Joslin teaches in Egypt through Fulbright exchange
March 14, 2008
KALAMAZOO--A Western Michigan University professor of English has just returned from a university in Egypt, where she has been teaching and acting as a curriculum adviser through the U.S. Fulbright senior specialist program.
Dr. Katherine Joslin, an authority on social reformer and peace activist Jane Addams, visited Minoufiya University, where she presented lectures to undergraduate and graduate students in American civilization and literature and comparative literature. She also conducted a needs assessment of the American literature curriculum and advised faculty on methods for enhancing the content of American literature and culture courses taught at the university.
It was Joslin's first trip to Egypt. Minoufiya University is a regional, state-funded school in the "delta region" about 65 kilometers north of Cairo and has upward of 60,000 students, who pay about $50 a year for tuition. Joslin lectured to classes of hundreds of students in the Arts College. Some classes, especially those in the Education College, have students numbering in the thousands.
"The students at Minoufiya were wonderfully friendly and eager to read and talk about American literature, which is a new field of study for them," Joslin says. "They had lots of questions about the current presidential campaign in the United States and wanted to understand the process. They often asked, too, about students at WMU and how they view Egyptians. Most of them would like to travel to the United States and are open and generous to Americans who are visiting Egypt."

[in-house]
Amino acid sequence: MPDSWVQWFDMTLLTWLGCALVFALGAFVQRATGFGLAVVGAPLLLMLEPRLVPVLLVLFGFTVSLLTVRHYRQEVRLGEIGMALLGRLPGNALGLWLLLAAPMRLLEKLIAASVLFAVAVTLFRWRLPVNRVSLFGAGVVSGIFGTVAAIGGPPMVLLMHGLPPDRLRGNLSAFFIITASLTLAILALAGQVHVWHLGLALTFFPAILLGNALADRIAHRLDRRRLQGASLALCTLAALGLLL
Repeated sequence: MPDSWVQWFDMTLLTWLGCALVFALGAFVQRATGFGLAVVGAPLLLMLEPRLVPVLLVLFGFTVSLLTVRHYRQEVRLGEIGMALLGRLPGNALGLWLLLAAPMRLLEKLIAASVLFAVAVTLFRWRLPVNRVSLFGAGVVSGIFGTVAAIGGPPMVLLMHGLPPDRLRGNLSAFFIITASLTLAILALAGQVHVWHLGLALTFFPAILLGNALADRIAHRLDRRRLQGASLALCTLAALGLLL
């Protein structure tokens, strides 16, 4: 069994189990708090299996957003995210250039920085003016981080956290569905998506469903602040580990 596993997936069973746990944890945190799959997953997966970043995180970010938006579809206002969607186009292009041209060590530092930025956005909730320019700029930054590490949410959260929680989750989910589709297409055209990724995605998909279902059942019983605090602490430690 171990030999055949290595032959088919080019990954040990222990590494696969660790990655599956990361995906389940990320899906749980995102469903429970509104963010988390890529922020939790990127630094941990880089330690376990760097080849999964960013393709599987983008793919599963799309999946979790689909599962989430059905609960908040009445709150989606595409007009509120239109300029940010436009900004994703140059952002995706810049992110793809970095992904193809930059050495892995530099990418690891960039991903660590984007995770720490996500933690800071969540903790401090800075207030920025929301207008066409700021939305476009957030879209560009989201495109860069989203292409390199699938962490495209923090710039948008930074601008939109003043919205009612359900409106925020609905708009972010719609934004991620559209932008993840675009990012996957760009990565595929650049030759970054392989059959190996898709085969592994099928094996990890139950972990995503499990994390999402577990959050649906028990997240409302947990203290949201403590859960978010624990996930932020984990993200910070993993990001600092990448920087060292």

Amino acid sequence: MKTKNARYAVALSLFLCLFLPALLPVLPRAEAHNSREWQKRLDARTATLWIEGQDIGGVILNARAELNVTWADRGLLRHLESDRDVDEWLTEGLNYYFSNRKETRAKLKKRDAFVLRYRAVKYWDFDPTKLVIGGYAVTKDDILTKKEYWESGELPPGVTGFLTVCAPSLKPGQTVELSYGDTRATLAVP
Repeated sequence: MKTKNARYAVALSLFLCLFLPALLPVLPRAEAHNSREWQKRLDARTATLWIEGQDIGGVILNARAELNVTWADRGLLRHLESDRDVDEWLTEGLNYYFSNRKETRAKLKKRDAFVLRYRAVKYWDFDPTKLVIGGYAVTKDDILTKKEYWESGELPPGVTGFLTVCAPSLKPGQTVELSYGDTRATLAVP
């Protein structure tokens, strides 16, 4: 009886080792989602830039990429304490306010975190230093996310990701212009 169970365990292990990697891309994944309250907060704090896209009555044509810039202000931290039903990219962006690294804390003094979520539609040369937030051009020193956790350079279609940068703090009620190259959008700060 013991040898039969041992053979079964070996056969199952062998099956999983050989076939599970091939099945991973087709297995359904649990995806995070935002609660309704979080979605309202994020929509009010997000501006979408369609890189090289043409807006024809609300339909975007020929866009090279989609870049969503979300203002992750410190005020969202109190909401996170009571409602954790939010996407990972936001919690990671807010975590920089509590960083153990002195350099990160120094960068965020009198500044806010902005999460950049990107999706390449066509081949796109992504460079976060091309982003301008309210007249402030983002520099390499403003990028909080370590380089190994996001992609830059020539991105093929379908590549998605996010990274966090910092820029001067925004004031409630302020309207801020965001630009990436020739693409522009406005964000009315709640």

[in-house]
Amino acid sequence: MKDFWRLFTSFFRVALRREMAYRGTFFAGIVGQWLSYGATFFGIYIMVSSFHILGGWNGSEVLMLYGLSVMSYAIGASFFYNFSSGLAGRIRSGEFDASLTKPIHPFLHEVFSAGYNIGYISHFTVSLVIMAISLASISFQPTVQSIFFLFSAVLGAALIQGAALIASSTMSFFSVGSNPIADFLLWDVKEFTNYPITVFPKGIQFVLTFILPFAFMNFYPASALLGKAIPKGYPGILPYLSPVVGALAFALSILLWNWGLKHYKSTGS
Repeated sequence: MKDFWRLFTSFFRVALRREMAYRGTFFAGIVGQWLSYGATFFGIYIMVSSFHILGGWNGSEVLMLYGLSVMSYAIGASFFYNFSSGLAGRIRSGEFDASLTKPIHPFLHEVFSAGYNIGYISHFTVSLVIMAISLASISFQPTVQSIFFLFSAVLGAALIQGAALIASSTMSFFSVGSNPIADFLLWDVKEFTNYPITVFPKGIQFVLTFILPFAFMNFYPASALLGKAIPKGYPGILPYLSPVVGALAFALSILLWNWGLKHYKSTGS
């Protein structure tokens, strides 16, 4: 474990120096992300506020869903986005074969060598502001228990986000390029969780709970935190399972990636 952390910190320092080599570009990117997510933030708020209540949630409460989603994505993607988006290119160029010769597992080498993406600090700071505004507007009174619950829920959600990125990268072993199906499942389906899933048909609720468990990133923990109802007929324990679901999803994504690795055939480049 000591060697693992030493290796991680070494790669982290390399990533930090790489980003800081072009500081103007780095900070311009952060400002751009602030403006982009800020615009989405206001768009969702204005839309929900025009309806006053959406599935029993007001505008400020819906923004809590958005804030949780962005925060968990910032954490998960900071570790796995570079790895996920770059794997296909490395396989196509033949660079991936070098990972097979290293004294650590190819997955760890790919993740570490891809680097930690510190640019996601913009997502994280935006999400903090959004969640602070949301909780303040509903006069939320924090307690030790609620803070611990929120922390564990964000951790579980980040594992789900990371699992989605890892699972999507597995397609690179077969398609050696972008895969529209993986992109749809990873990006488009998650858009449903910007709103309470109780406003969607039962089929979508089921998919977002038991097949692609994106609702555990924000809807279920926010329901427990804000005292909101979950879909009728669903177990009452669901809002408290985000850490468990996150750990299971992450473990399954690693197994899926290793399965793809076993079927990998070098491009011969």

Joslin also attended American studies seminars and gave a lecture on Addams at Misr International University, during which she discussed Addams' visit to Egypt in 1913. She consulted with faculty who would like to develop an American studies graduate certificate at Minoufiya.
"This was an astonishing trip for me, full of vivid experiences, good food and generous and kind people," Joslin says. "Everyone should come to Egypt."
That sentiment was embraced by three other WMU faculty members who joined her in Egypt during her stay. Her husband, Dr. Thomas Bailey, a professor of English and environmental studies and WMU ombudsman; Dr. Irma Lopez, professor of Spanish; and Dr. J. Kevin Corder, chair of the political science department, conducted a seminar on the American election in the Education College at Minoufiya.
Media contact: Jeanne Baron, (269) 387-8400, email@example.com